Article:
Oil prices (WTI and Brent) changed course and dropped during last week. WTI oil fell by 3.6%; Brent oil, by 0.40%. As a result, the difference of Brent oil over WTI widened: The premium ranged between $6.96 and $10.03. Last week, the EIA’s weekly report showed a modest fall in oil’s stockpiles of 1.5 million barrels. OPEC’s oil report showed a rise in OPEC’s production during February. IEA monthly update presented a rise in global oil supply. Will oil bounce back? This week, several reports may affect oil prices. These items include: U.S industrial production, Philly fed index, FOMC meeting, and EIA oil weekly update.
Here is a weekly outlook for the oil market for March 17th to 21st:
Oil Prices – March Overview
During last week, crude oil price (WTI) fell by 3.6% and reached by Friday $98.89/b; further, Brent oil slipped by 0.4% to $108.57/b;
In the chart below are the daily shifts in WTI and Brent oil prices during the past several months (prices are normalized to December 31st, 2013). As you can see, Brent and WTI oil prices changed course and dropped in the past several days.
Premium of Brent over WTI – March
The gap between Brent and WTI oil sharply widened last week as it ranged between $6.96 and $10.03 per barrel. During the week, the premium rose by $3.26 per barrel.
The oil stockpiles fell by 1.5 MB and reached 1,729.26 million barrels. The linear correlation between the shifts in stockpiles has remained stable at -0.209: this correlation implies that oil price, assuming all things equal, may rise next week. But in order to better analyze the fundamentals let’s examine the changes in supply and demand:
Supply: Oil imports decreased by 2.1% last week. On the other hand, oil production inched up by 0.2%; the total supply fell by 0.9%;
Demand: Refinery inputs slipped by 0.4% last week. In total, the demand was still lower than the supply, and the difference between supply and demand narrowed. This shift may eventually pull up oil prices as the U.S oil market is moderately tighter than it was last week.
The chart below presents the changes in the gap between supply and demand and the price of oil.
The next weekly report will be released on Wednesday, March 19th and will pertain to the week ending on March 14th.
OPEC’s production rose last month
The OPEC report was released last week and showed a modest rise in OPEC’s oil production in February: OPEC’s production during February reached 30.115 million bbl/d – a 258 thousand bbl/d gain. This rise in production is mostly due to Iraq’s sharp rise in production from 2,997 thousand bbl/d to 3,397 thousand bbl/d – a 400 thousand bbl/d gain. Conversely, Libya’s output dropped to 334 thousand bbl/d – a quarter of its capacity. The production of Saudi Arabia also declined by 101.9 thousand bbl/d during February. If OPEC’s oil production further increases, this could continue to pull down oil prices mainly Brent oil.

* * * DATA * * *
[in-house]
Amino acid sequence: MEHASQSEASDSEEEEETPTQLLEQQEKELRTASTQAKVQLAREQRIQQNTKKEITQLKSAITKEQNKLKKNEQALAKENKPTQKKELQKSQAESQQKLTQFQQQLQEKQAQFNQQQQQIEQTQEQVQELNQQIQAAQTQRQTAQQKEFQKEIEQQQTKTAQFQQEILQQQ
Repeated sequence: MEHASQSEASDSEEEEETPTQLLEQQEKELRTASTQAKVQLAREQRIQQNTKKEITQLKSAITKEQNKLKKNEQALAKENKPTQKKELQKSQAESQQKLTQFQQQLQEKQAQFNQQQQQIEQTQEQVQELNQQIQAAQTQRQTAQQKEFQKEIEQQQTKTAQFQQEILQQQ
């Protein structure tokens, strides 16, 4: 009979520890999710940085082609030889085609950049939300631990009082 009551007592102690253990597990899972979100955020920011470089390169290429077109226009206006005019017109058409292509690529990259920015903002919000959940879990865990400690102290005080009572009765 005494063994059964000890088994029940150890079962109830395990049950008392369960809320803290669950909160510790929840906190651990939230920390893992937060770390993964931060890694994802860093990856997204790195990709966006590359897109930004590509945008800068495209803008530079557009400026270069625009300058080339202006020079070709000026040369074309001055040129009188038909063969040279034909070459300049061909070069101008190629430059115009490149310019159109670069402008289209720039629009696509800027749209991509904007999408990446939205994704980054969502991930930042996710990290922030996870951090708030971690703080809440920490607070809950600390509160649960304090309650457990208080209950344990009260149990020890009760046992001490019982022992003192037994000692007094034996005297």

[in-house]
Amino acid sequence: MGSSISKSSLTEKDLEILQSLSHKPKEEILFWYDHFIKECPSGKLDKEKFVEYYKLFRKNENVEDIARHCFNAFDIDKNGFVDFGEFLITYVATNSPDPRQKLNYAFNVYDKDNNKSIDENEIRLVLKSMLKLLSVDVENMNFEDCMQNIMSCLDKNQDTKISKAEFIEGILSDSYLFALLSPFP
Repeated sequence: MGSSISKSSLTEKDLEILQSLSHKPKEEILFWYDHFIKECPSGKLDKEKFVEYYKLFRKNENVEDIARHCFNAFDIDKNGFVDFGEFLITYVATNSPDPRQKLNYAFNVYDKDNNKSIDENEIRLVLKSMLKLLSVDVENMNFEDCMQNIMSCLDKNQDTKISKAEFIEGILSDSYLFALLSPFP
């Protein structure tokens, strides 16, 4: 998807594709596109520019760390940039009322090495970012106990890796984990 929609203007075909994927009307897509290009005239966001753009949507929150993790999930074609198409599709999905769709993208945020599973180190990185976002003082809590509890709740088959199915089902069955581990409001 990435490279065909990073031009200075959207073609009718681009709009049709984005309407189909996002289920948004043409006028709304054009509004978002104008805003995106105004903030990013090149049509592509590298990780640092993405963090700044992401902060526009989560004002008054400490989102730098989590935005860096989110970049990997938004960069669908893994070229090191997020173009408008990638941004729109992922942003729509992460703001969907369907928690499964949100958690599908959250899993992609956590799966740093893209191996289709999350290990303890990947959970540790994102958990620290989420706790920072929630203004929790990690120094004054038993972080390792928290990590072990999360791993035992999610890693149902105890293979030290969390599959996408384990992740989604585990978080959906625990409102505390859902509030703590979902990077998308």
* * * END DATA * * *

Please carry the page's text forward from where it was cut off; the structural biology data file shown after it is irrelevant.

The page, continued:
IEA’s Update as of March 2014
According to the recent report, OECD’s industry oil inventories dropped by 13.2 mb during January. Global oil supplies rose by 600 tb /d (month-over-month) to 92.8 mb/d during February.
Oil Related News for the Week
Here are several news items that could influence oil investors:
Monday –U.S Industrial Production: This report will show the monthly shifts in the U.S industrial production during February; as of January, the production inched down by 0.3%; this report may affect the US dollar;
Wednesday – FOMC Meeting and Press Conference: The highly anticipated second FOMC meeting for this year will take place between March 17th and 18th. The FOMC will decide whether it will taper again QE3 and whether it will announce of any changes to its future monetary policy, i.e. the timing of when to raise its cash rate. If the Fed tapers again QE3, it is might pull up USD and pressure down (for a short period) commodities prices;
Thursday – Philly Fed Manufacturing Index: This monthly survey projects the growth of the US manufacturing sectors. In the last survey regarding March, the growth rate dropped from +9.4 in January to -6.3 in February (the recent Philly Fed review);
Oil Forecast and Breakdown
From the supply side, the sharp fall in imports and modest rise in production resulted in a decline in the oil supply. From the demand side, refinery inputs slightly fell. Further, the storage slightly declined. In total, the supply was still higher than demand but the gap between the two narrowed. This could suggest the oil market is still loose but has slightly tightened. The recent rise in OPEC’s oil output and the total global oil supply is likely to reduce the price of oil. Looking forward, the upcoming reports regarding U.S could offer some insight regarding the progress in the demand for oil. The gap between Brent and WTI ranged between $6 and $9. The looser oil market in the U.S may further widen the gap between WTI and Brent oil.
The bottom line, on a weekly scale, Oil might bounce back and rally in the near future; the gap between WTI and Brent may slightly widen.
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